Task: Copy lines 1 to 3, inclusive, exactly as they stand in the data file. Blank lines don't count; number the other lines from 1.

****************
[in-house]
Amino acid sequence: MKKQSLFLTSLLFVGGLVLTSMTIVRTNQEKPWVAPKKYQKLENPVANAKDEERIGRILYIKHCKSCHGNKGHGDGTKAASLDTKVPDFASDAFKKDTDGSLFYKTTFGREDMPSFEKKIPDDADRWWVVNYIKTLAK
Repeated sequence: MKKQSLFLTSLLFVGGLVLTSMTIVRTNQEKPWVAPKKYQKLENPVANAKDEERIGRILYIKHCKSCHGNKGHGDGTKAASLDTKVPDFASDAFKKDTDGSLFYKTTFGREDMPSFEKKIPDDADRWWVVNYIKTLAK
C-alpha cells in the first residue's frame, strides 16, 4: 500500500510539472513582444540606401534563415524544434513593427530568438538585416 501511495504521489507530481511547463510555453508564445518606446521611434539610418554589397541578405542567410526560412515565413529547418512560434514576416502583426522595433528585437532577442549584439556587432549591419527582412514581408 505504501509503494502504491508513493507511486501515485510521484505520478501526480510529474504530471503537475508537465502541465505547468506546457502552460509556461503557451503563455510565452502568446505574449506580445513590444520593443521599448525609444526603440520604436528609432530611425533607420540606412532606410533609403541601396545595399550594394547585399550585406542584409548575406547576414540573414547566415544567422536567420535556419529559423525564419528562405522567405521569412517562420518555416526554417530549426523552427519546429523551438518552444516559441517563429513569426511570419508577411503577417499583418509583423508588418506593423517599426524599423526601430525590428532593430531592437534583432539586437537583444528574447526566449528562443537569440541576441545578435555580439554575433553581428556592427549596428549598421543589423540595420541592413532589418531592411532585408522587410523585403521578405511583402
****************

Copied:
[in-house]
Amino acid sequence: MKKQSLFLTSLLFVGGLVLTSMTIVRTNQEKPWVAPKKYQKLENPVANAKDEERIGRILYIKHCKSCHGNKGHGDGTKAASLDTKVPDFASDAFKKDTDGSLFYKTTFGREDMPSFEKKIPDDADRWWVVNYIKTLAK
Repeated sequence: MKKQSLFLTSLLFVGGLVLTSMTIVRTNQEKPWVAPKKYQKLENPVANAKDEERIGRILYIKHCKSCHGNKGHGDGTKAASLDTKVPDFASDAFKKDTDGSLFYKTTFGREDMPSFEKKIPDDADRWWVVNYIKTLAK